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Lit. chicks hatched from Bible stories

by
01 March 2013

by Rachel Harden

iStock

"IF YOU enjoy Chick Lit with no curse words or full-on love scenes, this sub-genre is for you," writes one commentator on the growing popularity (particularly in the United States) of Christian Chick Lit. Babe's Bible (Gorgeous Grace) is an Anglican attempt to enter this market, written by Karen Jones "Church of England minister, artist, writer and singer/song-writer" (DLT, £10.99 (£9.90); 978-0-232-52920-3). Via the front cover, complete with picture of pouting "babe", readers (presumably but not necessarily women) are asked: "Can a wounded soul ever be healed?"

The plot is pretty simple. Enter Grace, "a gorgeous tall blonde", happily married to an older man (and non-believer, to boot) who is starting a new job as a curate in a suburban parish. Meet Chloe, the pretty (the book mentions much about fashion, salads, and workouts) youth worker, with three children and good-looking husband, but living an unhappy domestic life.

Grace has to confront her past, and Chloe has an affair. How these unravel in the context of church life and their faith and friendship is the theme of the book. If this all seems pretty implausible, it is put in context against stories of women in Gospel times who followed Jesus. The book suddenly takes some shape as the author cleverly reminds readers that 21st-century temptations, problems, and emotions are, in fact, timeless.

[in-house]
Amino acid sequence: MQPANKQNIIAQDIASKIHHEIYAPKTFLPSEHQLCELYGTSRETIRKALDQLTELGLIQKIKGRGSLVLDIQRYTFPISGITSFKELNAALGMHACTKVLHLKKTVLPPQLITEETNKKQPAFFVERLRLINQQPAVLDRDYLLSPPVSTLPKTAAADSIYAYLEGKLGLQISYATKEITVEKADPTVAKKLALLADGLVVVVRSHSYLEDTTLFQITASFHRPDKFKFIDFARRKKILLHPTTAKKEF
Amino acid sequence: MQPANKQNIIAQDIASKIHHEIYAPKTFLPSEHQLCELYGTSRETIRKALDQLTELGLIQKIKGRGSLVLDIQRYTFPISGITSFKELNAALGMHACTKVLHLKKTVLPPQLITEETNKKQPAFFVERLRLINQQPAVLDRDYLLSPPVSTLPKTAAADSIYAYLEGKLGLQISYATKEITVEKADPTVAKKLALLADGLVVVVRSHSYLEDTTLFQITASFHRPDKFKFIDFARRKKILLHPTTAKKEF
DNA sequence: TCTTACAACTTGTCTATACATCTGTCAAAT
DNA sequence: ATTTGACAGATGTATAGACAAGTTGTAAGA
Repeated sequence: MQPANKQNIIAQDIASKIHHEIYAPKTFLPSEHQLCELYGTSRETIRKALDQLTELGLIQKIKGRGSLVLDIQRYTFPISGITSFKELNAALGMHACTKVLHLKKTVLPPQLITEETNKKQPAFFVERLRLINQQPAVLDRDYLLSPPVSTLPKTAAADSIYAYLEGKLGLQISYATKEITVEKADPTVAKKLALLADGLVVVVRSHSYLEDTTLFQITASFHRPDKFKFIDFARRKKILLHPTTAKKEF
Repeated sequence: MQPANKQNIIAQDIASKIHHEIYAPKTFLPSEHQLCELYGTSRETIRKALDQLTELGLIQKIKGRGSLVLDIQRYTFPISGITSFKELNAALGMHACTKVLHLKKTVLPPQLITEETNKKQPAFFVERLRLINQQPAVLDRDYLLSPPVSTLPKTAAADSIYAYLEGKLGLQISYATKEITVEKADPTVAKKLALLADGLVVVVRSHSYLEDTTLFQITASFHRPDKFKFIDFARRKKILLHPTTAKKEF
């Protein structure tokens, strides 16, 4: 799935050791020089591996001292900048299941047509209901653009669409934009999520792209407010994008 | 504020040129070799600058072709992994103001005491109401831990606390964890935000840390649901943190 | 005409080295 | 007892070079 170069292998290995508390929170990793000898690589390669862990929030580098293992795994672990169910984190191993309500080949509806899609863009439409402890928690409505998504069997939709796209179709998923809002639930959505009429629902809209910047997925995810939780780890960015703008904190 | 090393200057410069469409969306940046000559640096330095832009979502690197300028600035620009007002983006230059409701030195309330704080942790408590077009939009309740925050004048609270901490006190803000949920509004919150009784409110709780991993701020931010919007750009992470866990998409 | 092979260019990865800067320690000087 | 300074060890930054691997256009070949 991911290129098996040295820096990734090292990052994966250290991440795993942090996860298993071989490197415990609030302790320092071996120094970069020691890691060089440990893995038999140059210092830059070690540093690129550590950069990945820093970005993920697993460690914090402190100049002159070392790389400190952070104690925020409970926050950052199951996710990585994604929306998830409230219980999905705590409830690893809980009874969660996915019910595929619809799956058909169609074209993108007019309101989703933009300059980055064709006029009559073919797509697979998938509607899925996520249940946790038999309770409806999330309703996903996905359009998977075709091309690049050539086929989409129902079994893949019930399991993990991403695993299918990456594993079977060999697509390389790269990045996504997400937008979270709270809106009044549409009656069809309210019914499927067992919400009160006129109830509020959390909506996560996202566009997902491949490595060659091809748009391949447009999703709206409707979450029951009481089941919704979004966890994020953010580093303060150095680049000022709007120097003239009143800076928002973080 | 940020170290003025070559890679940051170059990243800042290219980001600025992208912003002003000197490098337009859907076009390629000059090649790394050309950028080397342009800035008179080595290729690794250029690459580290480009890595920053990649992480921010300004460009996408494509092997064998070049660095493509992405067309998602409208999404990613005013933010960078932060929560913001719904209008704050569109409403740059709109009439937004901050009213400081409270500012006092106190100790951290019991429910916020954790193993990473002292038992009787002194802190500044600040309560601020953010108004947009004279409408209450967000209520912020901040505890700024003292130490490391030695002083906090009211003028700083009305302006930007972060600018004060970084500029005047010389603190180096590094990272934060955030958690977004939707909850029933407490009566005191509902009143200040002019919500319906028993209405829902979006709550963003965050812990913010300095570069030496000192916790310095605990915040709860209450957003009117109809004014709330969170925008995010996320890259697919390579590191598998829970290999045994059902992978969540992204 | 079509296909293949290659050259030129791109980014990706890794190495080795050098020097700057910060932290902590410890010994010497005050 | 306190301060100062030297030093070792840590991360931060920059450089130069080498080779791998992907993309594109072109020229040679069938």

The characters woven from the author's own gospel narrative are authentic and clearly based on research into living and social settings of the time. Each chap-ter switches from the 21st-century setting to a backdrop of a Gospel story (written in the book by Grace, as she attempts to make sense of her and Chloe's situation). For example, the first chapter, "Connection", is based on John 8.2-11: "The woman caught in the act".

By the end - and I will give nothing away - the author is already trailing the sequel, Babe's Bible II: Sister acts. Will it catch on? It is hard to tell; but, while it is no Fifty Shades of Grey, it has a certain something (and, yes, there are sex scenes) that helps it rise above Christian-fringe fare.

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